For my next post I will discuss putting your room back together. I hope this post was helpful. I would really appreciate your feedback or questions! Is this making sense to you? Has it helped? What has worked best for you? Is there a specific storage solution you would like discussed or need help with?

2 comments:

Annesphamily said...

I need to come re read this a few more times! You seem to have a plan and I would like to see your studio now!

Your other blog is in the pink today! Hugs Anne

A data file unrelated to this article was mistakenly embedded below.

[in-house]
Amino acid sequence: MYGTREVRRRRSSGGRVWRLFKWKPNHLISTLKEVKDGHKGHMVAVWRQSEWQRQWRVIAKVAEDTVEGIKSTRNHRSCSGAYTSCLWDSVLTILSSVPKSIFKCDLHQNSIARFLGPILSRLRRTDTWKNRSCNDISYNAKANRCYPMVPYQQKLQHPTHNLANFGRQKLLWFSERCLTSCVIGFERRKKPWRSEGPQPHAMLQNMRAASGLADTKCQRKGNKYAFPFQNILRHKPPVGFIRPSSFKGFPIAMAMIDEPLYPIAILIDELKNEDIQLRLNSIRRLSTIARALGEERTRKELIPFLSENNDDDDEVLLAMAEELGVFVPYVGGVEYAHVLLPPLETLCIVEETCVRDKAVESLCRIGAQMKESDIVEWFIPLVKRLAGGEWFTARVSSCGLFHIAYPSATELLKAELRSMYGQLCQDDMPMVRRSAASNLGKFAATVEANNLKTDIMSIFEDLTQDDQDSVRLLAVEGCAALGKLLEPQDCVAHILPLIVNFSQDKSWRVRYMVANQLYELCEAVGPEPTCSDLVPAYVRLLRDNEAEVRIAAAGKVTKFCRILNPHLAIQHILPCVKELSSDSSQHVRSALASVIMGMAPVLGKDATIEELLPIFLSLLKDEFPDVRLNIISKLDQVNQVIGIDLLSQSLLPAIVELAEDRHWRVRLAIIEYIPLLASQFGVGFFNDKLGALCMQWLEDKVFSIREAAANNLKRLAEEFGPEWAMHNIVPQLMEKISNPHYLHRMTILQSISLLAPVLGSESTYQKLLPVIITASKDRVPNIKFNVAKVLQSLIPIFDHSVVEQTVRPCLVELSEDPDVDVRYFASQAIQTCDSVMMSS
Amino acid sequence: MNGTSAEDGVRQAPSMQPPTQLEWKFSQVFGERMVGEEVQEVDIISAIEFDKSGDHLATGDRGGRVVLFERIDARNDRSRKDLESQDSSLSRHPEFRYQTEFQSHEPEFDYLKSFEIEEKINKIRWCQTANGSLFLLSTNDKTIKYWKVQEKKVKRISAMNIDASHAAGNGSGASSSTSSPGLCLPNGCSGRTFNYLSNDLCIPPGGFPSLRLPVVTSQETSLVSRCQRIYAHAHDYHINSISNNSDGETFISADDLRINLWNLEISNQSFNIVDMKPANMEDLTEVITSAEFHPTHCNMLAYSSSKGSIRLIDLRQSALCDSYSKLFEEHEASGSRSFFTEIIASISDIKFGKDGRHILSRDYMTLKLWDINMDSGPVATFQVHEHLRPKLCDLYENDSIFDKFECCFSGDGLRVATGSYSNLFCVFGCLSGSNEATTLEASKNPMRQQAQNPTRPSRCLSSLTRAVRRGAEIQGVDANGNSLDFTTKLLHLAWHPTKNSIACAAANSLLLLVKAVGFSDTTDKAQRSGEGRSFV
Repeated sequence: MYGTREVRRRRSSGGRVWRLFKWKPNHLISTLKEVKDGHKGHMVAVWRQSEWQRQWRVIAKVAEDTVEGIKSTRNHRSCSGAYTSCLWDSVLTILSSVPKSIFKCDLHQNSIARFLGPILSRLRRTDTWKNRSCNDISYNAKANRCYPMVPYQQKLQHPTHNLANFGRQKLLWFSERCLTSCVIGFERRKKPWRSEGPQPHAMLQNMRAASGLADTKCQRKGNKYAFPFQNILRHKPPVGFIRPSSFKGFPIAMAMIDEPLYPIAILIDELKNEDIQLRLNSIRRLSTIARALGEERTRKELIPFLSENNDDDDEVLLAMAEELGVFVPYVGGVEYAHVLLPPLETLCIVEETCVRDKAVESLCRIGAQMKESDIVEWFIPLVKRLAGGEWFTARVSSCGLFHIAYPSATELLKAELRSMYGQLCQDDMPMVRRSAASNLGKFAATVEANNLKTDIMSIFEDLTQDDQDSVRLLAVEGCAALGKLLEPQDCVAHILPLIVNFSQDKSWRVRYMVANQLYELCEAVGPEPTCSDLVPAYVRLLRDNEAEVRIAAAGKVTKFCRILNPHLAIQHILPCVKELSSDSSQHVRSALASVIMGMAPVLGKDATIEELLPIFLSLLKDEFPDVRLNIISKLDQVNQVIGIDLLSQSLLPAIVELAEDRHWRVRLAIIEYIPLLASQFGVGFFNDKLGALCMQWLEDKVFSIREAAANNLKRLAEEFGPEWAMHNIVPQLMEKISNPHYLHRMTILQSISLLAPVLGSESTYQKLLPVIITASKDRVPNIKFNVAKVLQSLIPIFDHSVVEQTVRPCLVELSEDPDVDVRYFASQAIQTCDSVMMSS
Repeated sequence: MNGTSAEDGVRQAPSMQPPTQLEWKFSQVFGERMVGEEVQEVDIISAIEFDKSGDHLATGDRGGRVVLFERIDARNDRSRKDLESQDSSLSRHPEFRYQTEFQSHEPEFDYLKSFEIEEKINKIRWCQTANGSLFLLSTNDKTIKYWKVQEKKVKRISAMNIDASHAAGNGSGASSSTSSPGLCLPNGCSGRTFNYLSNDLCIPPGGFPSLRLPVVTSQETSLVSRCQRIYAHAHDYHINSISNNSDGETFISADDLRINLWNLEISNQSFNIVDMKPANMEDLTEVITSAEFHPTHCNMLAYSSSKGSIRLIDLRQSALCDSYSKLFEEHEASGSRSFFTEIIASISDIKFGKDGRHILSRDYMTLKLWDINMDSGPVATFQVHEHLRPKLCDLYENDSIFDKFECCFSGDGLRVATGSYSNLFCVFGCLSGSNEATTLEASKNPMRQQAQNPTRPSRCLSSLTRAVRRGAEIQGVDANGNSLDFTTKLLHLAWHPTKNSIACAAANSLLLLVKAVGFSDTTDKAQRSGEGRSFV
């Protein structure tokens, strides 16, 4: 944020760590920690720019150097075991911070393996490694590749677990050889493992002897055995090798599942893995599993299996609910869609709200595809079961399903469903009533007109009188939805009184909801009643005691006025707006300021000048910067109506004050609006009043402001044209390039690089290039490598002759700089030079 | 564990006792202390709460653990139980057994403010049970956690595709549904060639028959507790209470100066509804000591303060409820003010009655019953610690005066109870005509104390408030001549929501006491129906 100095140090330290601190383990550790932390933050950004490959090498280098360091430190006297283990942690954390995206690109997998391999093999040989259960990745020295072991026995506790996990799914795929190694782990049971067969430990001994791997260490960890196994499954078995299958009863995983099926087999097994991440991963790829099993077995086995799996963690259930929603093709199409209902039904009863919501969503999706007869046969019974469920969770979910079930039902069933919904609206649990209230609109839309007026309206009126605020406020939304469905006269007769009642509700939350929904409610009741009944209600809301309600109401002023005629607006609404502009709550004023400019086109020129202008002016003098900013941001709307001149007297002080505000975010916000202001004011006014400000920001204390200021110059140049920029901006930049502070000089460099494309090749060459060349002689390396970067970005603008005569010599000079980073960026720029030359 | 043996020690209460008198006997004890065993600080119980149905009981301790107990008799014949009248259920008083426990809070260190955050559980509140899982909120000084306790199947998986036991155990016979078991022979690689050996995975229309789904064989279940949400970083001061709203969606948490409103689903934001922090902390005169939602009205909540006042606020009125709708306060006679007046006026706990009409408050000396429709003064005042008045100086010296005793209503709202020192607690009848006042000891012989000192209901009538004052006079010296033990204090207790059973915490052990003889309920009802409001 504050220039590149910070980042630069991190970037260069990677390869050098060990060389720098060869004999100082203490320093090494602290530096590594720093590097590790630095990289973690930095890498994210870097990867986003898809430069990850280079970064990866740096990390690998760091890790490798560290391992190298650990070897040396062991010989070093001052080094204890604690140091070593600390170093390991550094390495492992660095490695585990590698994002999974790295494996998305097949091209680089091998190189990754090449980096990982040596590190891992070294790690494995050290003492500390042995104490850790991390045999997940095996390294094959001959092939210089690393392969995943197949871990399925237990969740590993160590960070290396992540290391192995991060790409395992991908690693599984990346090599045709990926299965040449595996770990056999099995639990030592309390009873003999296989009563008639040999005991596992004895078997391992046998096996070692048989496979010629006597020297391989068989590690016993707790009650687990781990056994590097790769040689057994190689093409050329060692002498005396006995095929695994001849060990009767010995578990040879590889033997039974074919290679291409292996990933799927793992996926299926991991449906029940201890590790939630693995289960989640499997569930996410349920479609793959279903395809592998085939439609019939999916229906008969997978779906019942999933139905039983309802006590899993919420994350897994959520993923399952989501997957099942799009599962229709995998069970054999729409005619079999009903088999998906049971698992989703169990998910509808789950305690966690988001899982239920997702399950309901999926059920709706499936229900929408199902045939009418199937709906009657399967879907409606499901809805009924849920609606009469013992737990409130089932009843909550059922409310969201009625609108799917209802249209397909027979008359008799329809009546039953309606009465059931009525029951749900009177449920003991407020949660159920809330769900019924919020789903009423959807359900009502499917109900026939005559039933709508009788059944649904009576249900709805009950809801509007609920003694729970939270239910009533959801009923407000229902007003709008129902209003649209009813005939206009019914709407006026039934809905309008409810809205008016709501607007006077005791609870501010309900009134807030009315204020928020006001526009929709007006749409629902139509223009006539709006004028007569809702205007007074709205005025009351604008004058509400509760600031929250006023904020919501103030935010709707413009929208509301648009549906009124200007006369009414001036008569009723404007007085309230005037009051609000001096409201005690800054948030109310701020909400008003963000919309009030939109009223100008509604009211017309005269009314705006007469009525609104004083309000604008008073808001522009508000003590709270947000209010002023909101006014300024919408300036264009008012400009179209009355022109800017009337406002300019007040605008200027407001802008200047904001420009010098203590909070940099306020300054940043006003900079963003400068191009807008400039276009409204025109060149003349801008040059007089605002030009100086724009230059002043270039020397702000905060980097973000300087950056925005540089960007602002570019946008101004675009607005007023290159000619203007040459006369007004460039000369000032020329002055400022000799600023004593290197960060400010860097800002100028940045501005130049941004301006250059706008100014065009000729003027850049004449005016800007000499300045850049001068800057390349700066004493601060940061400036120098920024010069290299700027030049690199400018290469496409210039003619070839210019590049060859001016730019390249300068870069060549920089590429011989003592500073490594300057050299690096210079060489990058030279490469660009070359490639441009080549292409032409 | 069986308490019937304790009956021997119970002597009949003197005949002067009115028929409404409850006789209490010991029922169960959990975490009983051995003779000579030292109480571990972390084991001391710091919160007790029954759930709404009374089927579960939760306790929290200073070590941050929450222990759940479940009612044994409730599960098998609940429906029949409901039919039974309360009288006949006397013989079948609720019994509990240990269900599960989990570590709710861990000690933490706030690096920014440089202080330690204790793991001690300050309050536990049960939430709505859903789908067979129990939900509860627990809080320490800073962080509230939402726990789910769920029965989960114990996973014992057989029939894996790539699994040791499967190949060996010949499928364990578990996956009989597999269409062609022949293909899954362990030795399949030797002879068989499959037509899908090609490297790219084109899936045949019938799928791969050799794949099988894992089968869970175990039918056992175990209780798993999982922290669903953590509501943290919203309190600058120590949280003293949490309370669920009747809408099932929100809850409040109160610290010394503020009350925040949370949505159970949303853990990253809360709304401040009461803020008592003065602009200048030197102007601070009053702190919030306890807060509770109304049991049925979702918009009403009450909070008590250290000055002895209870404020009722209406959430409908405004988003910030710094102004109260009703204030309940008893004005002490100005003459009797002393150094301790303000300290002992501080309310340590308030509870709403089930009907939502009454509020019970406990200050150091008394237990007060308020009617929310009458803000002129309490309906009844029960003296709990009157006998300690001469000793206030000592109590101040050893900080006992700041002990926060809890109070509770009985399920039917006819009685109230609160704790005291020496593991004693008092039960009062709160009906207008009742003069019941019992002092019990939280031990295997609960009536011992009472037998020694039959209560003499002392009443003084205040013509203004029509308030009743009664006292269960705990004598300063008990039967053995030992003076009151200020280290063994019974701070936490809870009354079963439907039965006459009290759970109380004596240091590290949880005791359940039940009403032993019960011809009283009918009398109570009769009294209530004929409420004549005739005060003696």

Emakesart said...

Hi Connie, thank you for stopping by my blog. I'm glad you like my collage tag idea for organizing! And I'm so glad you told me about this here blog, because I need as much help as I can get with the whole organizing process! I've already taken down some good notes from here to help me get rid of stuff. Fantastic! I'll be back to read more!